Own, Don't Rent, Your Facebook Page
With 300 million active users and a massive amount of external funding, Facebook is really more like a goodly sized, upstart country with no borders and even fewer threats. As such, it's little surprise that the social network has become a marketer's playground, and Facebook's masters have been quick to embrace the corporate world's rush to establish a presence there.
I'll readily concede that Facebook has some good tools for businesses (and worthy causes), especially those who are keen on the modern-marketer concepts of dialogue and corporate transparency. Facebook Pages, which allow businesses and organizations to set up a profile just like individuals and interact with fans, are a good example. There's just one teensy, little problem:
You can't change ownership of a Facebook Page
Because pages are created by individual Facebook users, it's easy to see why this could be a issue. Let's say Employee A, who heads up social media efforts at your firm, gets caught smuggling office supplies and is dismissed. Guess what? If Now-Ex-Employee A created your Facebook Page, he/she cannot be removed as an administrator.
Likewise, if Marketing Agency Employee B created your page at your behest, the same access rules would apply. If you decided to switch marketing partners, Marketing Agency Employee B would still be an administrator of your page. At the very least, that would be awkward; at worst, it would be a situation ripe for sabotage.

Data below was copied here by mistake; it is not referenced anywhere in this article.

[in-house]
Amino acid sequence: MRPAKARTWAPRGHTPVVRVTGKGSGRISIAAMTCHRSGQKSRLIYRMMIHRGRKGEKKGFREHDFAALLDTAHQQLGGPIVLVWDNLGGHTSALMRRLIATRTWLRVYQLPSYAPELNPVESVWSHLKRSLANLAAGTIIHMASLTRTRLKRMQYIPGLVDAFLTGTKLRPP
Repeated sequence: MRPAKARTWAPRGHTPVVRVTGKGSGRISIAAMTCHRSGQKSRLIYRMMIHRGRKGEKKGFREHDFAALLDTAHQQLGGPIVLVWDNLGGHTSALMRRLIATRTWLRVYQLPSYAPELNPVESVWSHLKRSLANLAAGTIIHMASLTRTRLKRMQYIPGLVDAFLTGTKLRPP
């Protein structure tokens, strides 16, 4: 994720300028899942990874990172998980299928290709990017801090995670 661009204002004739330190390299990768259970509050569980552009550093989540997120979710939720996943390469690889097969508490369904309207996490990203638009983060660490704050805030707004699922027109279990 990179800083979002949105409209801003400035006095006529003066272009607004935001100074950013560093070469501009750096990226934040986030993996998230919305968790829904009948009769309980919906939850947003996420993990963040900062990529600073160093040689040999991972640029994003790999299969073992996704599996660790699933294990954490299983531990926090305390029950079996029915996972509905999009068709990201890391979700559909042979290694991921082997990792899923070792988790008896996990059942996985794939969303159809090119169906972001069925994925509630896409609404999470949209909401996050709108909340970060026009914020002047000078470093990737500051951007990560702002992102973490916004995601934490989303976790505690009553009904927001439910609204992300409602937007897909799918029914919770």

Sure, administrators can be added, but they also can be removed by the scorned employee or agency in the above examples. When it comes down to it, you're at someone else's mercy, which is dangerous. This isn't like the Coca-Cola page, which was created by fans—then later embraced by the company; this is more like letting your ex keep the key to your house.
Facebook is aware of this issue (see here and here), but hasn't done anything. This may not be all that surprising, given their history of blazing trails without user input. Until they change this, businesses and organizations are left with only one reasonable alternative:
Separate business and personal identities in social media
The first step is to create a separate email account that can be used for all social media endeavors, as many services maintain an implacable link to one account (I'm looking at you, Twitter.). The account credentials should be available to all stakeholders, or at least maintained as an organizational, not individual, asset. (Aside, this is a good practice for credentials across all social media accounts.)
On Facebook, create a new account for your business, just as you would for yourself. Yes, that means Bob's Burger Shack would need to be a "person" on Facebook. It's an inelegant solution, to be sure, and my recommendation is to spend only limited time working on that "individual" profile. The real effort should be saved for your organization's Facebook Page, which you would create next.
From there, you could add additional page administrators—such as Employee A or Marketing Agency Employee B. The difference here is that you could just as easily remove them as administrators should a parting of ways be required.
This method calls for a bit more effort at setup, but it's the best way—at this time, at least—to maintain full organizational control of your Facebook Page.
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